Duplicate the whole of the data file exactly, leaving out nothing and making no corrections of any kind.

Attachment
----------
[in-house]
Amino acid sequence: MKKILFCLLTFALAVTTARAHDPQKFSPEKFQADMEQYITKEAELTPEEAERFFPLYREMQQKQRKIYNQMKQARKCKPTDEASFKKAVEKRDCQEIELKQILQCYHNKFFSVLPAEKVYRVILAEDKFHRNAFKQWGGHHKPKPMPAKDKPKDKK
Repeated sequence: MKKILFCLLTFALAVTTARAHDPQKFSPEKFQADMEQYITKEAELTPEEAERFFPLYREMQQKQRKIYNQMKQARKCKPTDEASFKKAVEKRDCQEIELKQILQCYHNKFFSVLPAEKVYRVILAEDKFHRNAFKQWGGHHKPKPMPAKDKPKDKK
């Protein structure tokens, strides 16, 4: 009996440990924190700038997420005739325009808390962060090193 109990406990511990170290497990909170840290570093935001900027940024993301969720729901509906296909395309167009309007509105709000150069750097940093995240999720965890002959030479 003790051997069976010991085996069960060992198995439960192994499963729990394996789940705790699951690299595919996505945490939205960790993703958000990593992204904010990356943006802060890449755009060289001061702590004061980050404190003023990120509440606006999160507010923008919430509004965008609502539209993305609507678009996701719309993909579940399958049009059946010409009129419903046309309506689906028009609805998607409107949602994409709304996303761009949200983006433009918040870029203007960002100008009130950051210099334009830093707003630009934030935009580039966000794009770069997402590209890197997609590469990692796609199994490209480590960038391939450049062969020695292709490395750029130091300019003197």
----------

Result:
[in-house]
Amino acid sequence: MKKILFCLLTFALAVTTARAHDPQKFSPEKFQADMEQYITKEAELTPEEAERFFPLYREMQQKQRKIYNQMKQARKCKPTDEASFKKAVEKRDCQEIELKQILQCYHNKFFSVLPAEKVYRVILAEDKFHRNAFKQWGGHHKPKPMPAKDKPKDKK
Repeated sequence: MKKILFCLLTFALAVTTARAHDPQKFSPEKFQADMEQYITKEAELTPEEAERFFPLYREMQQKQRKIYNQMKQARKCKPTDEASFKKAVEKRDCQEIELKQILQCYHNKFFSVLPAEKVYRVILAEDKFHRNAFKQWGGHHKPKPMPAKDKPKDKK
């Protein structure tokens, strides 16, 4: 009996440990924190700038997420005739325009808390962060090193 109990406990511990170290497990909170840290570093935001900027940024993301969720729901509906296909395309167009309007509105709000150069750097940093995240999720965890002959030479 003790051997069976010991085996069960060992198995439960192994499963729990394996789940705790699951690299595919996505945490939205960790993703958000990593992204904010990356943006802060890449755009060289001061702590004061980050404190003023990120509440606006999160507010923008919430509004965008609502539209993305609507678009996701719309993909579940399958049009059946010409009129419903046309309506689906028009609805998607409107949602994409709304996303761009949200983006433009918040870029203007960002100008009130950051210099334009830093707003630009934030935009580039966000794009770069997402590209890197997609590469990692796609199994490209480590960038391939450049062969020695292709490395750029130091300019003197």